Find out which celebrities are turning 65 this month!

Image Source: Wikipedia

December 6 - Andrew Cuomo, politician and governor of New York

Born into a political family, Cuomo’s father was a three-term governor of New York, and his first wife was a member of the famous Kennedy clan. Andrew Cuomo became an attorney and was campaign manager for his father’s 1982 gubernatorial run before working as an assistant New York City district attorney. He ran for governor in 2002 but failed to win the primary before succeeding in getting elected in 2010. 

A Democrat, Cuomo signed the Marriage Equality Act for same-sex marriage, the Compassionate Care Act to legalize marijuana for medical use, and oversaw a slew of infrastructure improvements, including the reconstruction of LaGuardia airport. He also signed a restive gun control act after the devastating shooting at Sandy Hook Elementary. Cuomo expanded Medicaid, lowered taxes on the middle class, and instituted 12-week paid family leave. 

He was riding high for his adept handling of the COVID-19 crisis until it was discovered that his administration had withheld information regarding the number of deaths among nursing home residents. Late in 2020, he faced allegations of sexual harassment amid the MeToo movement which eventually led to President Biden requesting his resignation. 

Cuomo may not be done with public office. In his initial public appearance after his resignation, he hinted at a comeback after lamenting his fall from grace. "The press roasted me, my colleagues were ridiculed, my brother was fired,” he declared. “It was ugly. It was probably the toughest time of my life." But in a church setting he also stated, "Contrary to what my political opponents would have you believe, nothing I did violated the law or the regulation."

Image Source: Wikipedia

December 9 - Donny Osmond, singer

Remember Tiger Beat magazine? Donny Osmond was one of its top “cover boys” back in the early 1970s after his first solo hit, “Sweet and Innocent,” hit No. 7 in the US. As one of the Osmond Brothers, a family with a genetic inclination toward great teeth and hair, he burst into stardom at age five singing “You Are My Sunshine” on The Andy Williams Show along with his male siblings.

A member of The Church of Jesus Christ of Latter-Day Saints, Osmond always had a squeaky-clean image. It served him well early on when his major appeal was to younger viewers, but for his solo career in the 1980s he needed to appeal to a more adult audience to improve his “unhip image.” A publicist famously suggested that his best move would be to get arrested for drug possession on purpose, but that didn’t prove necessary as Osmond gradually improved his pop persona and went No. 2 on the charts with “Soldier of Love” in 1989.

Osmond paired up with sister Marie from 1976 to 1979 for a popular variety series called Donny & Marie. The pair scored with a string of top ten hits and gold albums, then reprised their television partnership with a syndicated talk show in the late 1990s. They also headlined at the Flamingo Las Vegas in an 11-year run from 2008 to 2019.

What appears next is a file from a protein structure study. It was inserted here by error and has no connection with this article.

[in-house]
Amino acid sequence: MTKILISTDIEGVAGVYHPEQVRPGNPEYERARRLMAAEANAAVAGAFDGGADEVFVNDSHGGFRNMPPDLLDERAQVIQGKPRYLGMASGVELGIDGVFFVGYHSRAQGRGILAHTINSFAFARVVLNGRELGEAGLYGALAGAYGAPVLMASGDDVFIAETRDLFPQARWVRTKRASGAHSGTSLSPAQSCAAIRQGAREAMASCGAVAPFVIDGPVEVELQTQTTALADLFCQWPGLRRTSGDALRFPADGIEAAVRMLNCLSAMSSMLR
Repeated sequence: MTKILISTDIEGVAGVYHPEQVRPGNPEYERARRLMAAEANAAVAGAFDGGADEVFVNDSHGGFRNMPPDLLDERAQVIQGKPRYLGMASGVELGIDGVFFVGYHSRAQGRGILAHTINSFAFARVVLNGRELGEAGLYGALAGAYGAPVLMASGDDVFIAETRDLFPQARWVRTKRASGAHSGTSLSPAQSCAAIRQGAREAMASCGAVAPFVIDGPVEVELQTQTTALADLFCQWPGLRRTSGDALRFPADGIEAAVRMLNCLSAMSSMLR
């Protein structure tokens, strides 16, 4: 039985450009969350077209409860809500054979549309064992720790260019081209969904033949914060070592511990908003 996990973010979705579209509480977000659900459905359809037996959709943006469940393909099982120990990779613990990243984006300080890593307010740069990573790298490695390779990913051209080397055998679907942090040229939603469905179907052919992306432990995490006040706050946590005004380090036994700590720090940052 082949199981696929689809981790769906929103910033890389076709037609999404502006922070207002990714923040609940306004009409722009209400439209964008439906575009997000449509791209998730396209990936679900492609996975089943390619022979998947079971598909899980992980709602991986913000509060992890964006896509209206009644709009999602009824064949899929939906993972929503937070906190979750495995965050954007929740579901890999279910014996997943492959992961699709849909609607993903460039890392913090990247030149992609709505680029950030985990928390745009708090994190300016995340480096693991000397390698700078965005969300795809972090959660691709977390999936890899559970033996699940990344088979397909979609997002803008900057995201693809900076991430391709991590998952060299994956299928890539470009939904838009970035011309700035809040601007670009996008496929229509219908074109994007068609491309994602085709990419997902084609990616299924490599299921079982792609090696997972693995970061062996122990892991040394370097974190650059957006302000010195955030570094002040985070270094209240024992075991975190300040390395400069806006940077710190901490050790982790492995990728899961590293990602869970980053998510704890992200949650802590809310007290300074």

No bio of Osmond would be complete without mentioning his winning ways on Season 9 of Dancing with the Stars, or his runner-up status on the initial season of The Masked Singer. The star has done a multitude of other projects, including a Broadway run in the 1990s in Joseph and the Amazing Technicolor Dreamcoat. Osmond is married to his first and only wife, with five sons and 13 grandchildren.

Image Source: Wikipedia

December 21 - Ray Romano, actor

A standup comedian and screenwriter as well as an actor, Ray Romano will always be best known for his starring role as Ray Barone on Everybody Loves Raymond. The series made him a household name (and earned the actor several Emmy Awards), and it also made him rich. In 2004 Romano became the highest-paid television actor ever, and the show had the highest-grossing revenue of $3.9 billion. 

Romano began his career on the comedy circuit, culminating with an appearance on CBSs’ Late Show with David Letterman. Romano also performed the opening monologue for the White House Correspondents’ Association dinner in 1998. He was a creator and star of the TNT comedy drama Men of a Certain Age and was often seen portraying Hank Rizzoli in Parenthood.

If you want a real-life look at the actor, check out the documentary film 95 Miles to Go. Released in 2010, it follows Raymond on a road trip across the southern US.


Image Source: Wikipedia

December 30 - Matt Lauer, TV host and newsman

Before his dethroning over allegations of sexual abuse, Matt Lauer was the quintessential American news broadcast interviewer and host. He not only anchored the news and then hosted The Today Show, but he was co-host of Today for 20 years. Adding to his aura of respectability and apple-pie American, Lauer hosted the Macy’s Thanksgiving Day Parade and shared hosting duties for several Olympics opening ceremonies. 

Lauer got his career start on the East Coast with talk programs and informational shows. He began gaining national prominence in the 1980s and wound up in New York City in 1989 to host 9 Broadcast Plaza. The show, a series of 3-hour live interviews, honed his skills and eventually led to him joining NBC in 1992. Lauer interviewed a wide variety of celebrities and elite power players from British princes to American presidents, as well as commenting on world events. His 2016 contract reportedly guaranteed him a salary of $20 million per year.